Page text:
The train ride was like any other in the early afternoon, so much space that one could watch the urban labyrinth flit by while sitting down. During rush hour people would gush in like water, filling the space completely and evenly, businesslike, without waste. The buildings of the outside world flashing by would be obscured, making for a tedious journey of staring at one’s shoes, the ads near the ceiling, or the back of the next salaryman’s neck. On rare occasions someone next to me would have the courage to practice his English, and state in a halting, monotonous voice: “I…hate…train”, or some other safe topic of conversation. Though I was never game for chatting with a stranger in such stuffy conditions, it was nice to know that some natives felt like I did. Usually I had the painful feeling of being alone in not understanding the purpose of my environment, orderly though it was. But normally the trip passed in silence. Having only to endure such a journey one-way was an advantage of starting work at mid-afternoon. The train arrived right on schedule and the familiar recording advising riders to be careful and watch their step sang out cheerfully.
The school was no more than a five minute walk from the station, and it was refreshing to step out into the city air, skyscrapers and train lines boxing in the sky above. Walking under the elevated tracks was like briefly passing through another world: dark, almost dingy, the environment there was shielded from the bright lights and advertising. What was most unusual was the odd weed growing through cracks in the pavement. To see any sign of botanical life was rare enough in Tokyo; virtually all plants were part of park spaces, which were themselves uncommon. Even then some tiny patches of green on a map would turn out to be nothing more than about thirty square meters of concrete with a bench and a solitary tree. Where I lived I was fortunate to be within walking distance of not one, but three small parks, all of which had grass and trees growing in them. One day on my way to one of these parks, I found an alternative route through a small hillside which led along a narrow footpath between houses. Along the way, far from the road while I sat down to enjoy the quietude, I noticed that the houses on either side of the path had a small garden out the back flanking the path – a rarity in big city Japan. One garden just in front of me had a tree growing up over the fence, and though trying to stretch its branches over the pathway, was restrained by a thick rope, pulling it back in line. Just then I happened to flip through my kanji dictionary, which I always carried with me in Japan, to the character for the verb ‘komaru’, written 困. If you separate this kanji into its individual parts, what you get is a tree: 木, in a box: 口. The meaning of komaru? To be in trouble. But the weeds popping out through the pavement were living a different life altogether. These were unplanned plants and though by urban standards might be ugly, they were undoubtedly free. I took great comfort in seeing these weeds, knowing that life would continue despite the worst environmental degradation; they assured me that the most important cause was for humans to take care of each other, knowing that non-human life would survive.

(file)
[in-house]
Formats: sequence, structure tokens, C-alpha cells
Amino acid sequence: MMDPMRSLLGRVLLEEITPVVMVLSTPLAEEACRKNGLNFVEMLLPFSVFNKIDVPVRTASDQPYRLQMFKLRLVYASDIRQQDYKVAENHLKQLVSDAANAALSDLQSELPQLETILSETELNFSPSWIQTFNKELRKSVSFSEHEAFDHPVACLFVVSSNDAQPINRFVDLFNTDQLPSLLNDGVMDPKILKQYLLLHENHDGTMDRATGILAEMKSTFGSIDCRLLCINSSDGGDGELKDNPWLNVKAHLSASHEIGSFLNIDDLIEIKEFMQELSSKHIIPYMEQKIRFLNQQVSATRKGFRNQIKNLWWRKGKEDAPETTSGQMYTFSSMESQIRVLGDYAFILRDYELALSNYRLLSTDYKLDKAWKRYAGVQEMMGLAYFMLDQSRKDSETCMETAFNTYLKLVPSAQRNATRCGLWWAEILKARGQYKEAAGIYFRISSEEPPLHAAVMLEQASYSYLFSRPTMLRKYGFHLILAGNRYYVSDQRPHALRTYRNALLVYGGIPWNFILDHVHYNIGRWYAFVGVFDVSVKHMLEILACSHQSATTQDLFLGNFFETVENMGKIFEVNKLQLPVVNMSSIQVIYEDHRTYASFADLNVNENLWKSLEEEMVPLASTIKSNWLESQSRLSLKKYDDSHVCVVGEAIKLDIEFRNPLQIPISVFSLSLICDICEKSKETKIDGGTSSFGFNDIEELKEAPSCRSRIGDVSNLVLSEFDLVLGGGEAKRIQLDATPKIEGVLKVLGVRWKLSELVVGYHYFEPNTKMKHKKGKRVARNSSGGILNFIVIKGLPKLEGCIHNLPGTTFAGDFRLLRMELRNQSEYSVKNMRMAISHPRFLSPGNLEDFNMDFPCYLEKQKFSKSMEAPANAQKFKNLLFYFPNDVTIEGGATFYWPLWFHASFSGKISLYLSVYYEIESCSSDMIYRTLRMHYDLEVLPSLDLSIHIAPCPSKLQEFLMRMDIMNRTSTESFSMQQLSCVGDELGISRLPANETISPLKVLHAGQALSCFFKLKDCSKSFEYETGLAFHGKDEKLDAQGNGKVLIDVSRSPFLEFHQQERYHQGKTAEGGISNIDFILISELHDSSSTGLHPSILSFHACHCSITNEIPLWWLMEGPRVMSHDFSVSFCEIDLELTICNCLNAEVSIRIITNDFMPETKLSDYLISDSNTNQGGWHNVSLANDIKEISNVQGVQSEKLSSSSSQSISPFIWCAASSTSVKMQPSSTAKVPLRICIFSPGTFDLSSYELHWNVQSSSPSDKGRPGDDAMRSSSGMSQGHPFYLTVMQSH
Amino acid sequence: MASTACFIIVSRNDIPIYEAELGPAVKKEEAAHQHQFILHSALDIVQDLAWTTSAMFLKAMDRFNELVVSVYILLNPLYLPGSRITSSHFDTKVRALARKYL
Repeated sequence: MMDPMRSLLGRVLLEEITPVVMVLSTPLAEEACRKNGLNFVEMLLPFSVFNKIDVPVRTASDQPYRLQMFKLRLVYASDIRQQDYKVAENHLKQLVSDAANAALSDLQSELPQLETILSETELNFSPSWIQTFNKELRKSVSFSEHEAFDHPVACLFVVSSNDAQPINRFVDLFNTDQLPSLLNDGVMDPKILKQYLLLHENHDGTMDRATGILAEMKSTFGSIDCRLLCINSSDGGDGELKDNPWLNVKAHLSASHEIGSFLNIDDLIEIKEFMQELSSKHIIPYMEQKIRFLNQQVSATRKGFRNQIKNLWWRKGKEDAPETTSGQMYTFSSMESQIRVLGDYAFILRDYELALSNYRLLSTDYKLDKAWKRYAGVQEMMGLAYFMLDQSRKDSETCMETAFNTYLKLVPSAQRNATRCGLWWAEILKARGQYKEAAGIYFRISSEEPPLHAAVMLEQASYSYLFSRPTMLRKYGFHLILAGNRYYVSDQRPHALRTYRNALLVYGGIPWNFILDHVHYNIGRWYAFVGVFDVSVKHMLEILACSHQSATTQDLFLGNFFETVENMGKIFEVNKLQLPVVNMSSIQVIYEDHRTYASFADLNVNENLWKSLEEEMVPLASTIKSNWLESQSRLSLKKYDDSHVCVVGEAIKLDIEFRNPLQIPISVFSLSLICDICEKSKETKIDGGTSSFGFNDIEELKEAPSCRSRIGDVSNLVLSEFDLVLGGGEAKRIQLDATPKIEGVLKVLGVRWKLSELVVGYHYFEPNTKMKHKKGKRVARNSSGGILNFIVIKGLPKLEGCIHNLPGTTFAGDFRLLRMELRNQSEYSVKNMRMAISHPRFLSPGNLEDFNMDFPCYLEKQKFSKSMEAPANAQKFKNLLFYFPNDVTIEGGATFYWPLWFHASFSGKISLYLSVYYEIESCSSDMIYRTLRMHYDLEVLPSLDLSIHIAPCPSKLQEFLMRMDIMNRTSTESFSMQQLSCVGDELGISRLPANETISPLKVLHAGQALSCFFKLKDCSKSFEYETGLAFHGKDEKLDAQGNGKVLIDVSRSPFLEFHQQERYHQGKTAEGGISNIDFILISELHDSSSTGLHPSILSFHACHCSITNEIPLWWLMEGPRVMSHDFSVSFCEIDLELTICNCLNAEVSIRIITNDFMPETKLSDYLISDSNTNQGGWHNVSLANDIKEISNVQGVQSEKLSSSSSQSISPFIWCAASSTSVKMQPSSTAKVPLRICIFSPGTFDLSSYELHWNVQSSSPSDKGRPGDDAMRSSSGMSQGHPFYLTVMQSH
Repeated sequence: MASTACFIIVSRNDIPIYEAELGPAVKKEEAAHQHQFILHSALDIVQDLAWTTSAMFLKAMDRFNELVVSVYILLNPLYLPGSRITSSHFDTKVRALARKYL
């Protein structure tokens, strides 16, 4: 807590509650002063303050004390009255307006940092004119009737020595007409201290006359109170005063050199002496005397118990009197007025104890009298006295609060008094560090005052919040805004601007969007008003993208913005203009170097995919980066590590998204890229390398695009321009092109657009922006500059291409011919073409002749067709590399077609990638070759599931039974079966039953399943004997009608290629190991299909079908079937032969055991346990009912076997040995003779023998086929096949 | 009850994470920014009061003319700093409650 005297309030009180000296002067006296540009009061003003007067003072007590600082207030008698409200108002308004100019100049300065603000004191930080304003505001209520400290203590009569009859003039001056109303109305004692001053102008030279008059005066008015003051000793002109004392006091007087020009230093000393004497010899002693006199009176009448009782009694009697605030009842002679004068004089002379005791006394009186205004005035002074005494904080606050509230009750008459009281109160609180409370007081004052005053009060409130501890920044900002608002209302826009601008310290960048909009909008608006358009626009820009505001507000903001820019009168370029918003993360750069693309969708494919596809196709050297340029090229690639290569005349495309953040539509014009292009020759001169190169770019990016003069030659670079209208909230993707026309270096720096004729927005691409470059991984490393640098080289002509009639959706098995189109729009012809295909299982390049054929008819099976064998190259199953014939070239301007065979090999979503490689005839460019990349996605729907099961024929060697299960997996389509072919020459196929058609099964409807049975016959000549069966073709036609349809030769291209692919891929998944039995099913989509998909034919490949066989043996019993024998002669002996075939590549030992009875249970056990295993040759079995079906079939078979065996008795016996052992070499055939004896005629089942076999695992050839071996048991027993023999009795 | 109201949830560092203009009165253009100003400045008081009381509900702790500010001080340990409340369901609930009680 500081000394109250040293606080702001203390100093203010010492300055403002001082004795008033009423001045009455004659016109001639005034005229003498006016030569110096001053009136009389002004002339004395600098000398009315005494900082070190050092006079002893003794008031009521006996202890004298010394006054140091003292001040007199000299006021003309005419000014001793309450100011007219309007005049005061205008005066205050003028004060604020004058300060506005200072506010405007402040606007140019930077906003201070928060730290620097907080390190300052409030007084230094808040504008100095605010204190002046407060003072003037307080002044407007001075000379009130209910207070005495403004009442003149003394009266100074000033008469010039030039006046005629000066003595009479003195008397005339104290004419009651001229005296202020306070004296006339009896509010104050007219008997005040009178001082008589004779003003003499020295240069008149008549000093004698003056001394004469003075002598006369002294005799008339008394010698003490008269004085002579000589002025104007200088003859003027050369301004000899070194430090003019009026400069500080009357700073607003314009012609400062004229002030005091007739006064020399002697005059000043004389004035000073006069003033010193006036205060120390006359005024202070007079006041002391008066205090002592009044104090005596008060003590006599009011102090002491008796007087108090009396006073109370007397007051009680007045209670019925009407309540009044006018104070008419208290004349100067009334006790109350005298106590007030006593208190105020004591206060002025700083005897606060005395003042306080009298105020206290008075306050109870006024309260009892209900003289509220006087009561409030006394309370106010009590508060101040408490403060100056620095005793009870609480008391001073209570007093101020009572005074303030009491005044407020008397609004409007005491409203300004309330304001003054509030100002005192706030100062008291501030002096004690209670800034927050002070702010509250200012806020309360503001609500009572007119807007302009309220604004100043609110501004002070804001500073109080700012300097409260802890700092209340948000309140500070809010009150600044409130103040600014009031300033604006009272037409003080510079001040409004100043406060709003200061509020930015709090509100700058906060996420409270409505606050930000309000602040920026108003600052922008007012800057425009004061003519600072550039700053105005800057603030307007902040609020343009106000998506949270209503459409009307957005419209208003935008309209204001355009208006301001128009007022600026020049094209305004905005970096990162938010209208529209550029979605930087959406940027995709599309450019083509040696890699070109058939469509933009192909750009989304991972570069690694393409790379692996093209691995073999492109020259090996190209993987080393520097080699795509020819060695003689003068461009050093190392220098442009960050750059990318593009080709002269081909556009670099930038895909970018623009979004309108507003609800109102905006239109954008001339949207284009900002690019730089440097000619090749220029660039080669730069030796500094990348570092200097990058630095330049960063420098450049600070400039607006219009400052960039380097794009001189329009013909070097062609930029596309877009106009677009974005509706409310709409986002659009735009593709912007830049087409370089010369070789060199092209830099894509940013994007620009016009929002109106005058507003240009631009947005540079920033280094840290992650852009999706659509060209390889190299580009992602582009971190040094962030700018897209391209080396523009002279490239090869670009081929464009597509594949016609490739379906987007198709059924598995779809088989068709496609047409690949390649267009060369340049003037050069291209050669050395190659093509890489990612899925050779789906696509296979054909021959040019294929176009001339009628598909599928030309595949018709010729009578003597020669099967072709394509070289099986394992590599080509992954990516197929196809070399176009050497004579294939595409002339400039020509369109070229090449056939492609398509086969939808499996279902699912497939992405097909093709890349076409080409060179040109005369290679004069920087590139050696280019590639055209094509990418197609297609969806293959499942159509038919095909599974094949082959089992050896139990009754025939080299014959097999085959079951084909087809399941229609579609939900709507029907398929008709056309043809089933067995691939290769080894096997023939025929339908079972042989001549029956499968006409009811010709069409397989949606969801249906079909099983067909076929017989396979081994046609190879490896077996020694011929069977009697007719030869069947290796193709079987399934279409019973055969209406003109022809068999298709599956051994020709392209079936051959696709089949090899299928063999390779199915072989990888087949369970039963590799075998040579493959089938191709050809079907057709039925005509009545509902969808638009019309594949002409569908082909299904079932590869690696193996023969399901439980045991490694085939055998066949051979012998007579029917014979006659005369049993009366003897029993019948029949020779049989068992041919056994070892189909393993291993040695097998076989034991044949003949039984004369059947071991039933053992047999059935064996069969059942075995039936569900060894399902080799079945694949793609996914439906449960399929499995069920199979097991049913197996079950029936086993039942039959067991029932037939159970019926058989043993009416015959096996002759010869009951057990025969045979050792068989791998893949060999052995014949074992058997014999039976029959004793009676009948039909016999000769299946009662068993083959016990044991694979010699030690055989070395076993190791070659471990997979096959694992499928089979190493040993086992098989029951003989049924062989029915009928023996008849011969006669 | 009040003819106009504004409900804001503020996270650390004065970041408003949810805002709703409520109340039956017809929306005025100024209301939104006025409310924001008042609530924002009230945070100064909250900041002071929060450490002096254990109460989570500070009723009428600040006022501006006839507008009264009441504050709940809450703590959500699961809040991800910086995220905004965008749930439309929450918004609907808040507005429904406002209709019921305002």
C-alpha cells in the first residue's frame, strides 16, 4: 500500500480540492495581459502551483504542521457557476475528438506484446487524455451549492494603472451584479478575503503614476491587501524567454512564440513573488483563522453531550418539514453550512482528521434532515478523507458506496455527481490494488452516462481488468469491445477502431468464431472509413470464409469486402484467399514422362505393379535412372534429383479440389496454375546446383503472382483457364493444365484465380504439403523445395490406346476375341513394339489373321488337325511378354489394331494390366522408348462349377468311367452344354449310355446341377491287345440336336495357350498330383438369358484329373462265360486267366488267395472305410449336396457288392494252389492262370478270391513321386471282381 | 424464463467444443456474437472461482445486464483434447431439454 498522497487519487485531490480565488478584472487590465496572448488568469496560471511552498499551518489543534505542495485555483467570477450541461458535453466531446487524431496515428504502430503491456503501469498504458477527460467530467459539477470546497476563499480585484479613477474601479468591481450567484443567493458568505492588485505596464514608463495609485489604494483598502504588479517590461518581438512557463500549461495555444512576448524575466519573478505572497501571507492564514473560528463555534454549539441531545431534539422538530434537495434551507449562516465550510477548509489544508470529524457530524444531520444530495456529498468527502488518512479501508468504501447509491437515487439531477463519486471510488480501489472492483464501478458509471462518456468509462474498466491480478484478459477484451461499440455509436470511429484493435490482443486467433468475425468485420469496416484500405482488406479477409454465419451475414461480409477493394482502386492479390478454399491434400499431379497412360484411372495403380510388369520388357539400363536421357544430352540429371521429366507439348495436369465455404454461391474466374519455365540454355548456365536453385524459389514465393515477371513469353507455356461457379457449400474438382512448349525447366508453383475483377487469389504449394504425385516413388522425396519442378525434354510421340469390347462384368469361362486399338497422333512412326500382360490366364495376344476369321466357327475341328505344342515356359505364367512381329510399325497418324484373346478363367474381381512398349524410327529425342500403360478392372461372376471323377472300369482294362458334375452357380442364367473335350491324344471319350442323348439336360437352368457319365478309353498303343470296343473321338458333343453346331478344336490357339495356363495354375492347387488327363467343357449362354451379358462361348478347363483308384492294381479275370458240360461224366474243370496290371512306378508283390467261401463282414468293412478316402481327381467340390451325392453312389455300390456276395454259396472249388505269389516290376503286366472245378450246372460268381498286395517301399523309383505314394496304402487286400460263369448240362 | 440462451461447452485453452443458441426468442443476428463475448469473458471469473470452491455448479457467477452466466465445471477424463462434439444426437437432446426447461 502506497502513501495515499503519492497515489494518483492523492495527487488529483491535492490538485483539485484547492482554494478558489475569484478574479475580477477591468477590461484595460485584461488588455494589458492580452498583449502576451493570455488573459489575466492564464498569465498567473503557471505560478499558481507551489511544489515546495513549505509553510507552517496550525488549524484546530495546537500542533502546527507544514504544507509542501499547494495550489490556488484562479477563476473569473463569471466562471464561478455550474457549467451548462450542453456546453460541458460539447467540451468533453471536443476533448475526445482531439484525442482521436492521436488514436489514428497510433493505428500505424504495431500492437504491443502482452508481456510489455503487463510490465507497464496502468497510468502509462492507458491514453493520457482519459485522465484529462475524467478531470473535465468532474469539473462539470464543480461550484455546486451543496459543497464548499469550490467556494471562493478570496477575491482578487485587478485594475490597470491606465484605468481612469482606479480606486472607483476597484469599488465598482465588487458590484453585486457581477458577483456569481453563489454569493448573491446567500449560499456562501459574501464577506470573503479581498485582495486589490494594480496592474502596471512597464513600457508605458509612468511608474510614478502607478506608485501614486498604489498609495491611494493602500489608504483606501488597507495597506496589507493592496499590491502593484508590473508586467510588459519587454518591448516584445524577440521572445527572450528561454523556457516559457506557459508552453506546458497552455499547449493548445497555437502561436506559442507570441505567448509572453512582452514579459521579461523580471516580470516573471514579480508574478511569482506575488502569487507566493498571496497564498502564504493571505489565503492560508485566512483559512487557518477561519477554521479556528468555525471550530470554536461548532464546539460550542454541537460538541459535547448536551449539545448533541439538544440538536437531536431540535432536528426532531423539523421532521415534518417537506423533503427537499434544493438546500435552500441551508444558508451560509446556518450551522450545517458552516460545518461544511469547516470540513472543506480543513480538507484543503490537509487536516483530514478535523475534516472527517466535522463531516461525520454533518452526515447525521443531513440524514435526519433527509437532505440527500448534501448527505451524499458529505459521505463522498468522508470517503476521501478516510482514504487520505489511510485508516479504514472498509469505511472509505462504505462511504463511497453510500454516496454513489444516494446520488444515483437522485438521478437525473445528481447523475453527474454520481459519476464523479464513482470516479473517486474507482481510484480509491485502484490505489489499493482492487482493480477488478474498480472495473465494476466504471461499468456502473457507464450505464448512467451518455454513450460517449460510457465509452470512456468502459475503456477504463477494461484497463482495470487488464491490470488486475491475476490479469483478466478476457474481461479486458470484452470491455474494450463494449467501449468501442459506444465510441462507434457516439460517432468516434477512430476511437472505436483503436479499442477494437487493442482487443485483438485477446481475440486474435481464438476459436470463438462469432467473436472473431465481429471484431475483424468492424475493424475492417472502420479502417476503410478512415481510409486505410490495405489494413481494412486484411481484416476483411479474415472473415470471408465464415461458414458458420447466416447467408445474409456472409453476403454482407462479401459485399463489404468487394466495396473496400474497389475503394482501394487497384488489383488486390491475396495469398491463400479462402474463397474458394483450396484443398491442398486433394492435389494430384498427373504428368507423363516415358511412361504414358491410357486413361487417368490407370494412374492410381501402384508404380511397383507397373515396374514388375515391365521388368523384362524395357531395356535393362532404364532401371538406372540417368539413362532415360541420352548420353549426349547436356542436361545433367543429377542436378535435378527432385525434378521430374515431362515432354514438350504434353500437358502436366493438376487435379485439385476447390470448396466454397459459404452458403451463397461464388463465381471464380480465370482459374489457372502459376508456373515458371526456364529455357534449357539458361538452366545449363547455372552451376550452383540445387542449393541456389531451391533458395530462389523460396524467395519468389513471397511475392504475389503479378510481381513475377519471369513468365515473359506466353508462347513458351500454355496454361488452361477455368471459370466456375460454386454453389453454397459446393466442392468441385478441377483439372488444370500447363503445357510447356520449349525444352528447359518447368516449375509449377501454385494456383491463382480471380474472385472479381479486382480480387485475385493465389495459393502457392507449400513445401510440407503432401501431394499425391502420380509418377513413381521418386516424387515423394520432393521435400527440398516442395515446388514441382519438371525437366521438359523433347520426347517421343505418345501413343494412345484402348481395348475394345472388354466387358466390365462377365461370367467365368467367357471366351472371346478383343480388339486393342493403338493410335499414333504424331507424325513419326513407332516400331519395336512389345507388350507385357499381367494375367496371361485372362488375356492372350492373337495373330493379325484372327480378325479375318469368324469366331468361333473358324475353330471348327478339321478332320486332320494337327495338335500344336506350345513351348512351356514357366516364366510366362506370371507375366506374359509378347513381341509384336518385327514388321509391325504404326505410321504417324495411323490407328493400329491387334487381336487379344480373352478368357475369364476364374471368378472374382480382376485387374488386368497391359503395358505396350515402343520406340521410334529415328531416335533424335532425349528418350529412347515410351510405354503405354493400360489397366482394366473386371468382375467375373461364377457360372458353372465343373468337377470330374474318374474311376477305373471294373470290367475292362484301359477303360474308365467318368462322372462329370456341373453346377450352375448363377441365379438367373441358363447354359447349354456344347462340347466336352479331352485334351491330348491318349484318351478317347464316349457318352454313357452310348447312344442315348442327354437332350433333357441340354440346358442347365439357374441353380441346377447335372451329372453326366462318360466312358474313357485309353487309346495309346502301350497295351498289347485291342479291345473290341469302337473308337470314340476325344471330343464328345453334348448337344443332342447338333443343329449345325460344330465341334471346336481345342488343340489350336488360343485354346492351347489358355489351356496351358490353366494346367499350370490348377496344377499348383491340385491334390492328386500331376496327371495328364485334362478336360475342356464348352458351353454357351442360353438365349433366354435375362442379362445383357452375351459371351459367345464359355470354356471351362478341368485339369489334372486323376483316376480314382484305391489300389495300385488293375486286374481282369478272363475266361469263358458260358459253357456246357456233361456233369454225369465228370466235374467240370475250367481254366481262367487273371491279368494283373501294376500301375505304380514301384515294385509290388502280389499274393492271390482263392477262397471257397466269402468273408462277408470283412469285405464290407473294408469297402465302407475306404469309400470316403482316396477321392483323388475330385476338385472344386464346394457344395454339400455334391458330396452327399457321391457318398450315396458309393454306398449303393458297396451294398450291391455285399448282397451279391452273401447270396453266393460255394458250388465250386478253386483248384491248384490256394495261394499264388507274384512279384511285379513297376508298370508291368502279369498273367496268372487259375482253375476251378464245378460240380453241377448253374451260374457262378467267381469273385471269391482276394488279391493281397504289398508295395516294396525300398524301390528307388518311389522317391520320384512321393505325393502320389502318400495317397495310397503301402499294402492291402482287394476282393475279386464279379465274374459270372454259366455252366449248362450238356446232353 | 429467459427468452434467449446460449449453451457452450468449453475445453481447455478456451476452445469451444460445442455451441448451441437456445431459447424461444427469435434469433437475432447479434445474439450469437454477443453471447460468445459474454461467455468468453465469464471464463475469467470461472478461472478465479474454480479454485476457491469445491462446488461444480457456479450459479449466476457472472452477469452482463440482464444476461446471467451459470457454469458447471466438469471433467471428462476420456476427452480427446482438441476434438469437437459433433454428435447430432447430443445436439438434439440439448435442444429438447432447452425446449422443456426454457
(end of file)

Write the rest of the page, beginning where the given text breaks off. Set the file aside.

I walked into the school and the receptionist bowed her head slightly as she bleated out the expected greeting: “Ohayou gozaimasu”. I returned the pleasantry, looped my tie over my head, and tightened the yellow noose. Bright coloured work clothes were irregular in Japan, with most workers sticking to black, grey, white, or some shade inbetween. I had never worn a tie at work before, but it was essential in any adult language class; only for kids’ classes were teachers allowed to remove their tie. Today I had the usual sort of schedule: four adult classes and one kids’ class.
The emphasis for the kids was on using English words to play games and have fun. Any English use was encouraged. As usual the class began with me greeting the students at the door: “Hello Koji, how are you?” I asked, beaming at the little sprite standing before me. Knowing the routine that he must answer in English, after a short pause he blurted out “Banana!”
“Very good!” I cheered, and handed him a cushion as he entered the room. After sorting out a scuffle to ensure that everyone was satisfied with the colour of their cushion, we sang a simple English song while I held up one hand, a family of tiny puppets on each finger and thumb.
“Father finger, father finger, where are you?” Then wiggling my thumb with the father puppet,
“Here I am, here I am, and how do you do?”
Though it was prohibited for the teacher to speak Japanese in the class, somehow it never took long for the kids to catch on what they were supposed to do, and soon they all chimed in, singing beautifully together as we went through the whole family of mother, brother, sister, and baby fingers.
Teaching adult classes was all about rote learning. While the grammar increased in complexity as the students moved up levels, the lesson structure remained focussed on repetition. A class would have me read through a short script, with students parroting what I said, line by line. A lesson would go something like the following, with students repeating each line:
“When I get home tonight, I will take a bath”.
“When I finish work tomorrow, I will go out with my co-workers”.
“When I finish high school, I am going to Keio University”.
“When I retire, I want to live in Denenchofu”.
Afterwards, students would make up their own sentences using the same sentence structure, and there would sometimes be a few minutes for more improvised conversation. One day, at the end of the lesson above, out of curiosity I asked an aging salaryman why someone would want to retire in Denenchofu. “Mmm…” he replied cautiously, sensing the expectations of his classmates. He proceeded slowly, carefully: “Den-en-cho-fu…is…very…quiet”. He drew out the last word in particular, uttering it with precision, and a sense of finality, assured this would maintain the harmony of the group.